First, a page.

Pair t test: defininng hypothesis
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 This topic has 6 replies, 4 voices, and was last updated 12 years, 1 month ago by Klerx.

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October 27, 2009 at 3:42 am #52841
I am performing pair t test for my life from FEA and actual testing. my aim is to statistically check that my FEA predicts life within 10% of test life, so I am using pairt test.
The null hypothesis is
Ho= difference in mean of test life and mean of fea life is 10%.
Ha= difference in mean of test life and mean of fea life is <10%.
pairt test is giving pvalue of 0.029 which states that I have to reject Ho and accept Ha.
Now question is, Is my null hypothesis is correct? or what will be my null hypothesis based on problem statement.
Please advice.
0October 27, 2009 at 5:19 am #186395Since you are performing a paired t – test For Your Life , the p – value indicates there’s a 3% chance that you will outlive the mean life by 10%( whatever that is) but still think you won’t !Anyways , the paired ttest appears inappropriate for the case in question , a 2 sample ttest appears more appropriate – of course test for normality , equal variances etc.BBUSA
0October 27, 2009 at 5:25 am #186396Forgot to mention your hypothesis statement is incomplete ( null hyp is incorrect ?)
0October 27, 2009 at 5:35 am #186397Than what can be my null hypothesis statement? Do I alway say that Ho= difference in mean life of test and mean life of fea is ‘0’ (zero)
0October 27, 2009 at 5:51 am #186398Your hyp statement could be ( For verifying if the test life is 10% lesser than the mean life )H0 : mu1 – mu2 < 10% ( whatever the 10% means)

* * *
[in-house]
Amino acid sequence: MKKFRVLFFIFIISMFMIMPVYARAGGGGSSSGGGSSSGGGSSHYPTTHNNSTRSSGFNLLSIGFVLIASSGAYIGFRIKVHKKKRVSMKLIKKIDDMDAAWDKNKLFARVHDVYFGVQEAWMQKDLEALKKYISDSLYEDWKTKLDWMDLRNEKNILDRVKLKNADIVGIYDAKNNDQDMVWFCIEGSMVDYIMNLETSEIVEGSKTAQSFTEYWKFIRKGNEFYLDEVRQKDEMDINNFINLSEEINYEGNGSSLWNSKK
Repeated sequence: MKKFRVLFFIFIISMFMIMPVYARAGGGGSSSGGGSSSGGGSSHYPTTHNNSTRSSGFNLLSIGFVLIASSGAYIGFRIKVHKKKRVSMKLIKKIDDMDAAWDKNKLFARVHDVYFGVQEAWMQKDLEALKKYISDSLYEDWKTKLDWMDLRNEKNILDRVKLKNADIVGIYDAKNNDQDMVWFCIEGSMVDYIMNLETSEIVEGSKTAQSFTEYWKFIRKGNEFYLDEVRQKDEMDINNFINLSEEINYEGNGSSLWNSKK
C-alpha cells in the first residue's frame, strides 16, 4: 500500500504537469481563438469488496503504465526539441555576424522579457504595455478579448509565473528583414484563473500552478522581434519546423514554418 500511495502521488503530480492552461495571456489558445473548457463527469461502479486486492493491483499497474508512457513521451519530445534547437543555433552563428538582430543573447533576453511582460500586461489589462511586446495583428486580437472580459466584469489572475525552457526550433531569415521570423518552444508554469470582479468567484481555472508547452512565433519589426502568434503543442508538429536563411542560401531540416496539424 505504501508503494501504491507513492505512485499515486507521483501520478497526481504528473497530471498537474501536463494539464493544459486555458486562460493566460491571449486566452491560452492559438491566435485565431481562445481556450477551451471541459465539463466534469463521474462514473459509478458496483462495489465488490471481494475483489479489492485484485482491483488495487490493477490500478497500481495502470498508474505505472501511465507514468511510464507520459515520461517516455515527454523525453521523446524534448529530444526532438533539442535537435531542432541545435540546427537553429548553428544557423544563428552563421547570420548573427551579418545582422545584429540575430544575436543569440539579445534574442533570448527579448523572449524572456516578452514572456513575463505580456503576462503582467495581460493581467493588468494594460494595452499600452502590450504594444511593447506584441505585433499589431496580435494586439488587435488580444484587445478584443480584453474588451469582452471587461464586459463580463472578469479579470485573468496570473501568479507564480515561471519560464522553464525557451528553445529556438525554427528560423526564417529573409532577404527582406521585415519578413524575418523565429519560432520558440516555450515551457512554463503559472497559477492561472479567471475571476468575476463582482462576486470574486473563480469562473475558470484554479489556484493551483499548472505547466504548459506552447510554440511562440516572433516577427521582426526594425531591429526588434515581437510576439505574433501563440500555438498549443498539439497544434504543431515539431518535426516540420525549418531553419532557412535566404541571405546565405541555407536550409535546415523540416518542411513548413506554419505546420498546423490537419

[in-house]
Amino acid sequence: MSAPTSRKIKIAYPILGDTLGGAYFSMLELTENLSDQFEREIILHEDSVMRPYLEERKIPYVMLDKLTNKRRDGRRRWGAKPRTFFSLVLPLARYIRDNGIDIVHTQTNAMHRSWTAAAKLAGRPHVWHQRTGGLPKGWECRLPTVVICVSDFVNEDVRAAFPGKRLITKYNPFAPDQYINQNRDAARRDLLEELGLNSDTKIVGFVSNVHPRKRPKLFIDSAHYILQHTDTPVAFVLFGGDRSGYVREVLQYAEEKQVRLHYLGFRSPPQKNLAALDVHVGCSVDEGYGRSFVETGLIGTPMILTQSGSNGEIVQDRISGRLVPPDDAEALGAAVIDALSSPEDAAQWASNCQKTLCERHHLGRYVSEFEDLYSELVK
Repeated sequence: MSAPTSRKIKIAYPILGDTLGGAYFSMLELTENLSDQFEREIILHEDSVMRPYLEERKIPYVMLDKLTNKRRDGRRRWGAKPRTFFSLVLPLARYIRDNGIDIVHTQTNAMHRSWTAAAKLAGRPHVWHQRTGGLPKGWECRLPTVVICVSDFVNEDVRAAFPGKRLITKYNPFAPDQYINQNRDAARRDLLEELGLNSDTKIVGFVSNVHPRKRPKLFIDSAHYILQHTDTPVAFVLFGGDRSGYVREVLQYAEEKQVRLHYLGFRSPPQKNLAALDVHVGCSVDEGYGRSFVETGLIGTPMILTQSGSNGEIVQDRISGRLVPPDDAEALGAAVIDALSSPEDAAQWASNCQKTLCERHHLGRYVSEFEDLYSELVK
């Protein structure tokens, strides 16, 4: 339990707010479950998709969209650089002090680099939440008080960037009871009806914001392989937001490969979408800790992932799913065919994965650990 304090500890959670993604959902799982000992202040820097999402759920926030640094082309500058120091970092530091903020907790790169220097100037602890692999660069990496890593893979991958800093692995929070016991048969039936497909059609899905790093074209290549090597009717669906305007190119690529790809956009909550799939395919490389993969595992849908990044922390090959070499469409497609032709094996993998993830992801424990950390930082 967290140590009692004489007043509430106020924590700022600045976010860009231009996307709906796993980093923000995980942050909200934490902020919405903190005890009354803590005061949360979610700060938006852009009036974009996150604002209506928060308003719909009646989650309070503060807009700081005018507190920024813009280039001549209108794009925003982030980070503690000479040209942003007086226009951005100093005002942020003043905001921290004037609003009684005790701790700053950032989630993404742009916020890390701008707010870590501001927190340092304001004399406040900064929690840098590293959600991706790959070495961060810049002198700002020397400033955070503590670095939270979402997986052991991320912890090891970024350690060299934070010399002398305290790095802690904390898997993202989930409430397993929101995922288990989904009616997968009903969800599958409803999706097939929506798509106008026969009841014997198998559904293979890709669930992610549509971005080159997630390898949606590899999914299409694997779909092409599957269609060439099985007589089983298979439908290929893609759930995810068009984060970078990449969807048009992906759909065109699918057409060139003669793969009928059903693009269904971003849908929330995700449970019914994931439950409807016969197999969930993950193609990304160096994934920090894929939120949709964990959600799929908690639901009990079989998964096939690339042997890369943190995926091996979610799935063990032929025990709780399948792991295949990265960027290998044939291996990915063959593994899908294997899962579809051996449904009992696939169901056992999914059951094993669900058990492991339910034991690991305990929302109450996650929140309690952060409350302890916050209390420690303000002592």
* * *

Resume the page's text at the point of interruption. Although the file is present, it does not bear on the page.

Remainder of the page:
Ha : mu1 – mu2 >= 10%Establish your hyp. with a 2 sample t – testBBUSA0October 27, 2009 at 3:24 pm #186407SAM:
Here is the general guideline for a paired ttest versus a 2sample test. If the measurments are made on the same experimental units, and those units are expected to differ from one another in a material way, then the paired ttest is appropriate, as it removes a source of variation (that due to the units themselves) and allows the test to clearly focus on the treatment of interest. It sounds as if you are comparing predicted life against actual life, but what units are being measured?
I can’t tell from your original description whether this should be a paired ttest or a 2sample test. I’m also not certain if you need to convert to a percentage metric, or not. Is it necessary to convert each measurement to a percentage? Just so you are aware, this is not a requirement of running the paired or 2sample tests, but it might be appropriate if the data covers a large range.0October 30, 2009 at 1:34 pm #186489SAM:
You can NOT, I repeat, you can not use a ttest, not 2sample nor paired.
Your conclusions are simply WRONG.
Life is Weibull distributed and the ttest uses the Normal distribution. So you have to calculate confidence intervals in order to be able to do hypothesis testing.0 
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